(54) Hand forward, palm down (W) moved forward and up and down (walking, i.e., infantry).
(55) Beckoned with right hand, two fingers curved (N horizontal and curved) (came).
(56) Repeated No. 11 (marching).
(57) Repeated No. 28 (to this camp, or village).
(58) Repeated No. 23 (with Mescaleros).
(59) Repeated No. 24 (as prisoners, surrounded).
(60) Repeated No. 33 (San Carlos scouts).
(61) Placed hands, spread out (R inverted), tips down, about waist (many cartridges).
(62) Repeated No. 46 (and guns).
(63) Repeated No. 5 (shot many).
(64) Repeated No. 4 (Warm Spring Apaches).
(65) Repeated No. 23 (and Mescaleros).
(66) Moved fist – thumb to head – across his forehead from right to left, and cast it toward earth over left shoulder (brave, i.e., the San Carlos scouts are brave).
Continuous Translation of the Above
Far westward beyond the Rio Grande are the Warm Spring Apaches, who killed many Mexicans and soldiers and stole their horses. They (the Warm Spring Apaches) are bad and fools.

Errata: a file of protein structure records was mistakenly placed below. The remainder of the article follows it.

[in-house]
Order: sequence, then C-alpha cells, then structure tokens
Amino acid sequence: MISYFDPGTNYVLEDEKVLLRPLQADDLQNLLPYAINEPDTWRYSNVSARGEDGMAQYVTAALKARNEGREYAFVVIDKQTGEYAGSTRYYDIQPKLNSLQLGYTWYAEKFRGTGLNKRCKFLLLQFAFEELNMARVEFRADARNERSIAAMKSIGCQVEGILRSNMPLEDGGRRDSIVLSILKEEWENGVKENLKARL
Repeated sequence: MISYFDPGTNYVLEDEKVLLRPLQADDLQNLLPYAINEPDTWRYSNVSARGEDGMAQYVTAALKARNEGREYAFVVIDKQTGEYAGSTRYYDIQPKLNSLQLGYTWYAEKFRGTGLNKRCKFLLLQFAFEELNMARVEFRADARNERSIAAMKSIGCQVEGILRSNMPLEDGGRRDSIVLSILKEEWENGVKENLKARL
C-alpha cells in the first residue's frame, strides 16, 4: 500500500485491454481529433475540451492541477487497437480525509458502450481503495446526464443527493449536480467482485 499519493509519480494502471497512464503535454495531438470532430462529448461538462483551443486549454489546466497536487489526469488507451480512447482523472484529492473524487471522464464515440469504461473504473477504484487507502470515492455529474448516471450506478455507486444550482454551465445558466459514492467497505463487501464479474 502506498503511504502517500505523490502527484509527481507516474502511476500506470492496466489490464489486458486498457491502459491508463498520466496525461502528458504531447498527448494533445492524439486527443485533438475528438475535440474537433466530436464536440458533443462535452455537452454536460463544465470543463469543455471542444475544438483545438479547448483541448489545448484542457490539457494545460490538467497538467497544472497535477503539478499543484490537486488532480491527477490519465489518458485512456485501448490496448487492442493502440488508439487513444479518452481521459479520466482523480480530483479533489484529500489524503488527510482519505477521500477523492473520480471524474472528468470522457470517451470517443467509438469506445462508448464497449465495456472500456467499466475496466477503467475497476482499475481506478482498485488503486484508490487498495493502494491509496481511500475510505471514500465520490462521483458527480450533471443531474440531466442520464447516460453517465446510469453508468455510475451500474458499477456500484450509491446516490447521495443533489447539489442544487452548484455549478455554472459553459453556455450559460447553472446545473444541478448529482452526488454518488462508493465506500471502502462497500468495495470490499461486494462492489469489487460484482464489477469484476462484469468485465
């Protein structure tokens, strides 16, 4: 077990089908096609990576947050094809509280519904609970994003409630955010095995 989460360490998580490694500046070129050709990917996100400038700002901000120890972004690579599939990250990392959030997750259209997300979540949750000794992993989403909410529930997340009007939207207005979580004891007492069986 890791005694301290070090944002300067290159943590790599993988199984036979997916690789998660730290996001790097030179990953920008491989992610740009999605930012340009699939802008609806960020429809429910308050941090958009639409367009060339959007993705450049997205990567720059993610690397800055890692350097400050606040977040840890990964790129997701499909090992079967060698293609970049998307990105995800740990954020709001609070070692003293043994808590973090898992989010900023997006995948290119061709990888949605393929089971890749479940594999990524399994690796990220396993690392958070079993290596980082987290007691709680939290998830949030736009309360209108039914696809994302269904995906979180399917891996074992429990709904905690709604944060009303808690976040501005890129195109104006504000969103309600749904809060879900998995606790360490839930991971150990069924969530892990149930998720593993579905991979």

Some cavalry came here under an aged officer of high rank, but of inferior intelligence, to capture the Mescalero Indians.
The Mescaleros wished to have their village permanently here by the agency, and to receive their rations, i.e., were peacefully inclined.
Our village was over there. I saw the general come with troops and San Carlos scouts to surround (or capture) the Mescalero Indians. There were a great many San Carlos scouts and soldiers.
I saw that my people were afraid, and half of them fled.
Next morning the Mescaleros did not shoot (were not hostile). The others came and killed many Mescaleros. The cavalry and infantry brought us (the Mescaleros) to this camp as prisoners.
The San Carlos scouts were well supplied with ammunition and guns, and shot many Warm Spring Indians and Mescaleros.
The San Carlos scouts are brave men.